3. God threatened powerfully for a guaranteed effect.  A final possibility is that God threatened Nineveh so powerfully that his intended effect, the Ninevites' repentance, was guaranteed.  With this model of understanding we suggest that God's sovereign plan never intended to overthrow Nineveh in 40 days and that his words were a threat only -- guaranteed to result in Nineveh's repentance.  He spoke his threat persuasively to guarantee his purpose.  Though, one very very very important caveat to this understanding is that we can only conclude this in retrospect!  To respond to any of God's warnings concluding that he is making a mere threat and will not follow through is not recommended.  We are advised to repent hoping that God may extend mercy.

So do I propose that God employs this same tactic through the gospel of Jesus Christ?

One way he certainly does not employ this tactic is to merely threaten the unbelieving with judgment and punishment in Hades.  Jesus does not simply threaten the fires of Hades; the unbelieving, wicked dead are actually sent there.  Some would suggest Luke 16:19-31 is a parable, yet it has none of the elements of a parable.  The rich man who refused to help poor Lazarus was sent to Hades fire, as Jesus makes quite plain.  Consider also that Revelation 20:5 makes it clear that the unbelieving dead remain dead in Hades while believers live.  Thus it is again clear that Hades is not empty, but filled with the unbelieving.  Revelation 20:13 also says that Hades then finally gives up these wicked dead.  So again Hades is not empty or how could Hades give up the dead?  Jesus also preached hope by saying in Matthew 16:18 that grace would overcome the gates of Hades.  Hades needs to be overcome because it is filled with wicked men who have yet to acknowledge their redemption.  Why does Christ need to overcome the gates of Hades if no one is being punished there?  Paul even joins the chorus in 1 Corinthians 15:55 saying that Christ will steal all victory from both death and Hades!  Hades will be finally robbed of all victory when the grace of God proves victorious even for the unbelieving elect currently being punished there.  The gospel warnings of punishment in Hades after death for the unbelieving disobedient are not a threat, but certain reality.  Friend, take care!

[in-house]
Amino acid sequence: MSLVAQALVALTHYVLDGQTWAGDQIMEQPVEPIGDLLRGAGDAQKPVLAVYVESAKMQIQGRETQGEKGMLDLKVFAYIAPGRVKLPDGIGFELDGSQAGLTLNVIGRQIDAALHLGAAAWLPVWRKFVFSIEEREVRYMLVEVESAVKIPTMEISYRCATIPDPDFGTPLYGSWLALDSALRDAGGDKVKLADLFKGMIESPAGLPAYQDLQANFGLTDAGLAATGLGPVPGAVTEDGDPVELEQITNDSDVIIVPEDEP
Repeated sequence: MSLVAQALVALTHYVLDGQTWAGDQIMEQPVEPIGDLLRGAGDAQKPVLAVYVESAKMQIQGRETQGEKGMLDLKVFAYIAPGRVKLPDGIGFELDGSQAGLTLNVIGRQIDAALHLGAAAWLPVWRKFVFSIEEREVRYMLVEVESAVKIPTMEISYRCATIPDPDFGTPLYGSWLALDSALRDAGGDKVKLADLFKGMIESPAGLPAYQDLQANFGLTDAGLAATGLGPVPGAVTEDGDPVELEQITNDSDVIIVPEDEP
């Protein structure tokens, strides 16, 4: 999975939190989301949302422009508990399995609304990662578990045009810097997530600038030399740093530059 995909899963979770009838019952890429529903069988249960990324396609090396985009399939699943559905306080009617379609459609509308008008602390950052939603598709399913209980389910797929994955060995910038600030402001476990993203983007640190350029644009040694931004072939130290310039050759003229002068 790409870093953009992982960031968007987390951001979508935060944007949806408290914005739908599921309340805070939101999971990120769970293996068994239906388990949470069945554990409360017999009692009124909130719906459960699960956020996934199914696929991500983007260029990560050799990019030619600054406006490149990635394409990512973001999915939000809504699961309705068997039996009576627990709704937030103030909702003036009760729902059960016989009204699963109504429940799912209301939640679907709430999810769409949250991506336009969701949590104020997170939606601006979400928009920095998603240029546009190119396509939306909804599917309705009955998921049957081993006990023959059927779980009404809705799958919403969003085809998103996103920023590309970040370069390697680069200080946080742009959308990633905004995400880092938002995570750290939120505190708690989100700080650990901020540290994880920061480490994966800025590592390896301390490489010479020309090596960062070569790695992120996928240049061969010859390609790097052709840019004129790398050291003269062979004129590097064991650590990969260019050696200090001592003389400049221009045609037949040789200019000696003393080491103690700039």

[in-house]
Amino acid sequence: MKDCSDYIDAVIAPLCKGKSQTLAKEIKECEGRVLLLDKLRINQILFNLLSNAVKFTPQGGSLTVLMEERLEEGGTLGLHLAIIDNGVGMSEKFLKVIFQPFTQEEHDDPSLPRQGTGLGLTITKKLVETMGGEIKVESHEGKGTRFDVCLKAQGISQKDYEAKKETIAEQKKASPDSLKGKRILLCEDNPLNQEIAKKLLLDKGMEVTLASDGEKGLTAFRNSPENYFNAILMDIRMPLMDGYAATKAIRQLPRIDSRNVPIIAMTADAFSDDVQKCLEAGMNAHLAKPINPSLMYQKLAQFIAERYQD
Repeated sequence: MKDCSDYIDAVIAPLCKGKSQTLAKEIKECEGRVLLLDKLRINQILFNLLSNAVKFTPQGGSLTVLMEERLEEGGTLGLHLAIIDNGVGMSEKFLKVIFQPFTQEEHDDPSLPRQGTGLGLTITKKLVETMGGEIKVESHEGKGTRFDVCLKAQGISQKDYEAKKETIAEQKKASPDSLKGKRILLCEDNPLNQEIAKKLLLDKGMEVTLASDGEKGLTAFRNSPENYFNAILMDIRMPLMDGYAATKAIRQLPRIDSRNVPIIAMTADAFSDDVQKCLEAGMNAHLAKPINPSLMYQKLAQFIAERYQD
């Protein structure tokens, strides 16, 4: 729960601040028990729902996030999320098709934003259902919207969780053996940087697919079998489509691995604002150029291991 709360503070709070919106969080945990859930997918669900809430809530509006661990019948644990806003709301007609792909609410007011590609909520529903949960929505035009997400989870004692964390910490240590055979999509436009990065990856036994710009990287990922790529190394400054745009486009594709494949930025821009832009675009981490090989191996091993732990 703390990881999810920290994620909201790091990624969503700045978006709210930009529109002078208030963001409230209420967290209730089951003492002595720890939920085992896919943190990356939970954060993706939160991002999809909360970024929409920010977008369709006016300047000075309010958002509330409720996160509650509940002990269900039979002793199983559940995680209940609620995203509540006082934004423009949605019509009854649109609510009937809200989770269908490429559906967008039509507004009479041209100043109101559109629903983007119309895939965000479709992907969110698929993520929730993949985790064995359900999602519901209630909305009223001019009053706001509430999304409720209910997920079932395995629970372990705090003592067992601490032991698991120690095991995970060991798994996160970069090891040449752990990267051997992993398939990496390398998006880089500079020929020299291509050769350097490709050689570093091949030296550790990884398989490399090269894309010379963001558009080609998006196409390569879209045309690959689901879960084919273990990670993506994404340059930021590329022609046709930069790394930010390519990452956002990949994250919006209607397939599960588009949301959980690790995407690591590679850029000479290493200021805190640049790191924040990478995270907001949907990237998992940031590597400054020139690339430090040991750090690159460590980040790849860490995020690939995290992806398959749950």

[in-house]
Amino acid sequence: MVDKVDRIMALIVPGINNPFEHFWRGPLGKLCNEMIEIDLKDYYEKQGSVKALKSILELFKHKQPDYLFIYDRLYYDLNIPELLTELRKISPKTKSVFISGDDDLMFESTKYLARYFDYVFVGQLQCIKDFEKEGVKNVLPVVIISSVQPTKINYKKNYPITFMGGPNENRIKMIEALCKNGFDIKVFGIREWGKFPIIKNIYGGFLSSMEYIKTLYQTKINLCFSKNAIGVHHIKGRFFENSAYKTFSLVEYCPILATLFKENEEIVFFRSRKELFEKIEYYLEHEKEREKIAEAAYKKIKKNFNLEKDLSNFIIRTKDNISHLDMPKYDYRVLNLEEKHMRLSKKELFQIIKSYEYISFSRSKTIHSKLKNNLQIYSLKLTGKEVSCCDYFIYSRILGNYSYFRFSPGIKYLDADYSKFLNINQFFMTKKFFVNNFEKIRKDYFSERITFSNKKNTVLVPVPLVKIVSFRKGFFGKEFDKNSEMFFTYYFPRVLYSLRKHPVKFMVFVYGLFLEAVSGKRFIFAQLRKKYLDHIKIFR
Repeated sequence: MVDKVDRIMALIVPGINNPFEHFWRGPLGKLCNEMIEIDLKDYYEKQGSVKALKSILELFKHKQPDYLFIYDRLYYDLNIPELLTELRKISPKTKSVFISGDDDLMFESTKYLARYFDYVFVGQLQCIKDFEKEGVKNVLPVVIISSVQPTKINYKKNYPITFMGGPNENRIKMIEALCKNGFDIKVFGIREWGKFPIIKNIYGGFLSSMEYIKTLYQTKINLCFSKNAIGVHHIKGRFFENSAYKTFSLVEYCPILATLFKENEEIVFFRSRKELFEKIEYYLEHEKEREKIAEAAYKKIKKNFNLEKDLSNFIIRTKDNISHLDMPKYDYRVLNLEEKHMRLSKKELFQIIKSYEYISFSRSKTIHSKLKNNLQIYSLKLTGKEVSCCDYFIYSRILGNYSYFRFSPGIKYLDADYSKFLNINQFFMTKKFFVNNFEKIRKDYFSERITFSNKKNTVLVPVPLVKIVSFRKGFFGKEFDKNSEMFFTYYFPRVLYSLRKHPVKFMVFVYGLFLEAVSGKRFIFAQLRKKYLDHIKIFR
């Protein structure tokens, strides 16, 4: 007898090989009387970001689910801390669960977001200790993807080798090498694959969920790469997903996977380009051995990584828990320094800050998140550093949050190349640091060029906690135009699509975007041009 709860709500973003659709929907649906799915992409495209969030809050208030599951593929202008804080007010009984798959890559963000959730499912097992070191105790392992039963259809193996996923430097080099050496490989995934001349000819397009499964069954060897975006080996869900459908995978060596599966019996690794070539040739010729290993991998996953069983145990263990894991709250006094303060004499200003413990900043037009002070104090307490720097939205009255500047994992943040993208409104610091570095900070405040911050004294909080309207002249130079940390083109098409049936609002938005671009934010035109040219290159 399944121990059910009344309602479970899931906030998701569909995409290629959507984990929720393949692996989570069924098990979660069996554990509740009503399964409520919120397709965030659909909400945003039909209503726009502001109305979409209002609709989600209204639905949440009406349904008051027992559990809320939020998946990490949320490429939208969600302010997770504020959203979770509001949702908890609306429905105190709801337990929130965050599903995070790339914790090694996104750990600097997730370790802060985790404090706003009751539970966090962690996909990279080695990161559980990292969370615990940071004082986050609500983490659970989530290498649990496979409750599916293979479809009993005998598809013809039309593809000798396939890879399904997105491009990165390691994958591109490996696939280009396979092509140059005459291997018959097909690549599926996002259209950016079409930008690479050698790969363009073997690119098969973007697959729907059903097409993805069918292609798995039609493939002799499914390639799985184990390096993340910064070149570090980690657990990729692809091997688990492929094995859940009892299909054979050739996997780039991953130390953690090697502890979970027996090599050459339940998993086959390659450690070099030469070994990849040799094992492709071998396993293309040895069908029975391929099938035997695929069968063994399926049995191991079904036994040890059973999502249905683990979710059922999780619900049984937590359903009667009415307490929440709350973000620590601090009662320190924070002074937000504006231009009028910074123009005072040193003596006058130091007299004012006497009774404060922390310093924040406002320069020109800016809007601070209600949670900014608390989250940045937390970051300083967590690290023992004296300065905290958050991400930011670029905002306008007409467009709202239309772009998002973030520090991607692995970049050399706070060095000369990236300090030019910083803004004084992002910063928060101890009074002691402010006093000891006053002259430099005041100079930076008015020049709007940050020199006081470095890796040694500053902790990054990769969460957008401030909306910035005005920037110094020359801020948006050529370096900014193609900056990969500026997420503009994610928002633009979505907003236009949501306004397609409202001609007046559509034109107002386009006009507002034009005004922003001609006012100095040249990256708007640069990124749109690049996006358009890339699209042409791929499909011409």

However, we also see that Christ is willing to call his "lost sheep," "not my sheep" in John 10:26.  He is also willing to call "his people," "not my people" and his "loved one," "not my loved one" in Hosea 2:23.  Now this tactic is very similar to God's strategy with Nineveh.  The strategy is also very fitting.  Consider just what an unbeliever really is in the first place.  An unbeliever is one of God's precious creations, deeply loved by God and redeemed by Christ, who rejects the love and forgiveness of our Heavenly Father in order to remain god of his own life.  He rejects his election just as Esau rejected his birthright... for a bowl of soup.  Jesus is perfectly willing to label these wicked unbelievers as non-elect, not his sheep, not his people, not his chosen.  Just like God wanted the Ninevites to fear destruction, so the unbelieving elect can only fear eternal damnation.  However, just like the Ninevites repented and were not destroyed, so the love of Christ has already guaranteed the final salvation of all his chosen people.  Not one of Christ's elect can ever stumble into the Lake of Fire, but will be brought to repentance sooner... or later.

Though all mankind is chosen for the atonement of sins, most are not yet chosen to simply believe this good news about their redemption.  Yet even so, they are loved by God from before the foundation of the world with a guaranteed home in Heaven.

The story of Jonah and Nineveh is another example of God's special, gracious strategies to care for rebellious, unbelieving mankind.